We all know it can be hard to stay healthy during the holidays. Amid all the holiday stress, comfort foods and various gatherings, it can be difficult to stay on track. Luckily, there are some smart ways to make healthy choices.

Stay Active
We all lead busy lives, and for whatever reason, it seems to be heightened as the year draws to an end. Our normal routines are inundated with parties, shopping, special traditions and more, but we must remember to make our health a priority. Despite a busier schedule, you should still set aside some time to exercise. Remember,  a little goes a long way and something is better than nothing.

Keep Plates Small & Colorful
Indulging during the holidays can feel like a tradition for many of us. To prevent yourself from going overboard, choose small plates and fill them with naturally colored foods (think fruits and vegetables). Bu choosing fruits and vegetables, you are getting more nutrients and less calories, which is a win-win. If you can’t commit to a full plate, set a goal for filling at least half of your plate with fruits and vegetables.

Make A Healthy Dish
To make it easy on the host or hostess, most gatherings are potluck style, which works in your favor. You can choose to bring a healthy dish so that you have a smart option if the rest of the food available is too heavy. And while it’s fine to sample the other dishes, it’s important to be mindful of portions.

Watch Those Drinks
Eggnog and hot chocolate are nearly synonymous with the holiday season. They can be a nice treat, but if you drink too much, you’ll end up with an excess of sugar and calories. The same goes for soda, alcohol, and other sweet drinks that often take the place of water at holiday events. Stay hydrated and healthy by drinking water and remember that beverages also affect our caloric intake.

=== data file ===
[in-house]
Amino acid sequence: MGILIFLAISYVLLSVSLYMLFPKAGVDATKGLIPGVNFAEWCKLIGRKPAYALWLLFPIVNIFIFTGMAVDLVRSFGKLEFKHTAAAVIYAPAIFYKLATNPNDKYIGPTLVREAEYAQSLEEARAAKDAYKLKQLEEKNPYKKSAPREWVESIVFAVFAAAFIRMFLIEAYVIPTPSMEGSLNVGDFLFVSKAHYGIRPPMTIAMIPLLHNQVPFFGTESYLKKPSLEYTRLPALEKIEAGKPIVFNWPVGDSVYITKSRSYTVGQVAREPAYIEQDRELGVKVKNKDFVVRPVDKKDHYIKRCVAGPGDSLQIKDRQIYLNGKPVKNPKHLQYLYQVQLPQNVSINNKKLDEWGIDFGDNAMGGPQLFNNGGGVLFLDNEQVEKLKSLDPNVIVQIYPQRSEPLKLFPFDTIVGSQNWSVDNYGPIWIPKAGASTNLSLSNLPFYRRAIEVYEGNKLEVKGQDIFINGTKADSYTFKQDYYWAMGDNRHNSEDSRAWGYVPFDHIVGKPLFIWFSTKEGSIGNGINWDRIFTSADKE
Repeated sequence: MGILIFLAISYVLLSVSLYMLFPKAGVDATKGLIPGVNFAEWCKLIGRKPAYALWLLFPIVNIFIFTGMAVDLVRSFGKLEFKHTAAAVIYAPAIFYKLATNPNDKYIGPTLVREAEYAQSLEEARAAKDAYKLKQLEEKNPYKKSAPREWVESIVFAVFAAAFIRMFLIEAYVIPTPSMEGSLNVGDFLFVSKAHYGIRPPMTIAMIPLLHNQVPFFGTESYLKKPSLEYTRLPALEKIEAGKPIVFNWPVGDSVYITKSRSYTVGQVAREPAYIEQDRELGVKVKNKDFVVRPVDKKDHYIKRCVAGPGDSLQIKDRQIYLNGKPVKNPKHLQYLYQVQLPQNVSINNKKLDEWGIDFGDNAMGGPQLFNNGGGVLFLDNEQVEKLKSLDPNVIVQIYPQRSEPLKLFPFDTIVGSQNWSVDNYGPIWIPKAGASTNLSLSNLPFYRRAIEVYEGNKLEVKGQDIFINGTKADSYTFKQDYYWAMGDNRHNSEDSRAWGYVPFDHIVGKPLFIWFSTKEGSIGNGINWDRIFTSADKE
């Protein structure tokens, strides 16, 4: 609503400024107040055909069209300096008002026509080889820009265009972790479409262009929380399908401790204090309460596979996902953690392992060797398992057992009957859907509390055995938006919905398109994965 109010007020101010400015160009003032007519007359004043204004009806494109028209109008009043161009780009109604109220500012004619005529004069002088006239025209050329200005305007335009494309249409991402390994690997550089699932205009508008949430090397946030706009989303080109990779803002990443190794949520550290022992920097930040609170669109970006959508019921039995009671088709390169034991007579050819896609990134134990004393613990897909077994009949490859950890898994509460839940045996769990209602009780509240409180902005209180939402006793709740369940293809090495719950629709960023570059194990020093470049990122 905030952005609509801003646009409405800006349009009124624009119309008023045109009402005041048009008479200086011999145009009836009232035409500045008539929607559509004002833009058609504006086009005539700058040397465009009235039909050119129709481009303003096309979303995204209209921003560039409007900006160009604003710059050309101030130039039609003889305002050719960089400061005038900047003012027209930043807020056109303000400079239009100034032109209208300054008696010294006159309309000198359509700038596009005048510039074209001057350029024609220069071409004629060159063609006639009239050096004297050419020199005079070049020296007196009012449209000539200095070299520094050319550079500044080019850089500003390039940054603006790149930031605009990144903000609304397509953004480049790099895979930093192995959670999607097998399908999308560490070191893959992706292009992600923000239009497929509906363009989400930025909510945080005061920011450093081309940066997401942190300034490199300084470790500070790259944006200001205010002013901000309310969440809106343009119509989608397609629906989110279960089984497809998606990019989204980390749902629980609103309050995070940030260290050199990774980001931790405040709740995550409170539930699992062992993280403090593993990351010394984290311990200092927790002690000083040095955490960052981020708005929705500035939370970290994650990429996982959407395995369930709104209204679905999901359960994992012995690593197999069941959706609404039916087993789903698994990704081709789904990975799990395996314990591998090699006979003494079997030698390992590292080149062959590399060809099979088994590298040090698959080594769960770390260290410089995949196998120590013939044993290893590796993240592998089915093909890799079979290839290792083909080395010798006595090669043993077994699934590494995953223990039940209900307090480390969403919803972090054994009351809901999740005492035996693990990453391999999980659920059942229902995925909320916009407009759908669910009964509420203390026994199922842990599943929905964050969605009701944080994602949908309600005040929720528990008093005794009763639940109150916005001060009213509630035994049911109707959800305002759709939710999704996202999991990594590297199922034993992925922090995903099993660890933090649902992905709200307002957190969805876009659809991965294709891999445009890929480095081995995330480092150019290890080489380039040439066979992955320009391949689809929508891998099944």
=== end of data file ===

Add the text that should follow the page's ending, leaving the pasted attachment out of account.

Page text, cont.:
Share your own holiday health tips with us on Facebook, Google+, Twitter, LinkedIn, Instagram, and Pinterest.

Friendly reminder, in order for our staff to enjoy the holidays, we will be closed on Monday & Tuesday December 24-25, 31, 2018 and January 1, 2019. We appreciate your understanding.

Season’s Greetings from the Brick family to yours!

Dinner Party Etiquette

Now that the holiday season is in full swing, you will likely be attending more and more dinner parties, whether it’s a work event or hosted by family or friends. Whether you’re in someone’s home or out at a restaurant or banquet hall, keep these dinner party etiquette tips in mind.

Before The Dinner
It is always best to respond whether or not an RSVP was requested. If not explicitly offered, refrain from asking if you can bring extra guests. The exception is if your family is invited to someone’s home for dinner – then you should ask if children are included. If so, be sure your children are on their best behavior.

Gift
Bring a host or hostess gift if you will be dining at the home of a friend or family member. Keep in mind that most dinners have carefully planned menu items so do not expect your gift to be used during the meal.

Getting Started
Seating depends on the host or hostess. Some formal parties may have place cards for where the host or hostess wants you to sit. If not, ask if there are seating preferences and wait until the host sits before you do. Sometimes, a blessing will be said before dinner. If you do not follow the beliefs of the prayer, respectful silence is acceptable. If the host offers a toast, lift your glass – a “clink” with someone else’s glass is not necessary.

Napkin
After sitting down, take a cue from your host or hostess for when to begin. When the host unfolds his or her napkin, you should do the same. However, if you are dining out, you should place your napkin on your lap immediately.

Your napkin should remain in your lap until you are finished eating. If you must get up at any time during the meal and plan to return, place the napkin on either side of your plate. Once finished completely, place your napkin on the table to the left of your plate.